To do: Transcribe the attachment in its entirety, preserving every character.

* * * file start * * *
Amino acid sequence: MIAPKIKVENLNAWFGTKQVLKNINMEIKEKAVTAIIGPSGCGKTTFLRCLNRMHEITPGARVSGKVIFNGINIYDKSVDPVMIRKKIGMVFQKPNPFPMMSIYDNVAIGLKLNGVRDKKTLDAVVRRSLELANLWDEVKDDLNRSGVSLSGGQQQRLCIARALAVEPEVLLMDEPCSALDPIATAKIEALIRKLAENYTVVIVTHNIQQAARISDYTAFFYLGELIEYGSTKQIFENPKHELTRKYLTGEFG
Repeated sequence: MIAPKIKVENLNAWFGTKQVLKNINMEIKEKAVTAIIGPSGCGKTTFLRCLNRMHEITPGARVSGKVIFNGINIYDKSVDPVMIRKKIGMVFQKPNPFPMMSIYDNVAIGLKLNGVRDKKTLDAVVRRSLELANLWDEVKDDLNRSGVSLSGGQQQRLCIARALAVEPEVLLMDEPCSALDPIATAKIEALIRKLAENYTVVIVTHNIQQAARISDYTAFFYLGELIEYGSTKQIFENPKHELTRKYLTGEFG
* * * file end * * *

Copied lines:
Amino acid sequence: MIAPKIKVENLNAWFGTKQVLKNINMEIKEKAVTAIIGPSGCGKTTFLRCLNRMHEITPGARVSGKVIFNGINIYDKSVDPVMIRKKIGMVFQKPNPFPMMSIYDNVAIGLKLNGVRDKKTLDAVVRRSLELANLWDEVKDDLNRSGVSLSGGQQQRLCIARALAVEPEVLLMDEPCSALDPIATAKIEALIRKLAENYTVVIVTHNIQQAARISDYTAFFYLGELIEYGSTKQIFENPKHELTRKYLTGEFG
Repeated sequence: MIAPKIKVENLNAWFGTKQVLKNINMEIKEKAVTAIIGPSGCGKTTFLRCLNRMHEITPGARVSGKVIFNGINIYDKSVDPVMIRKKIGMVFQKPNPFPMMSIYDNVAIGLKLNGVRDKKTLDAVVRRSLELANLWDEVKDDLNRSGVSLSGGQQQRLCIARALAVEPEVLLMDEPCSALDPIATAKIEALIRKLAENYTVVIVTHNIQQAARISDYTAFFYLGELIEYGSTKQIFENPKHELTRKYLTGEFG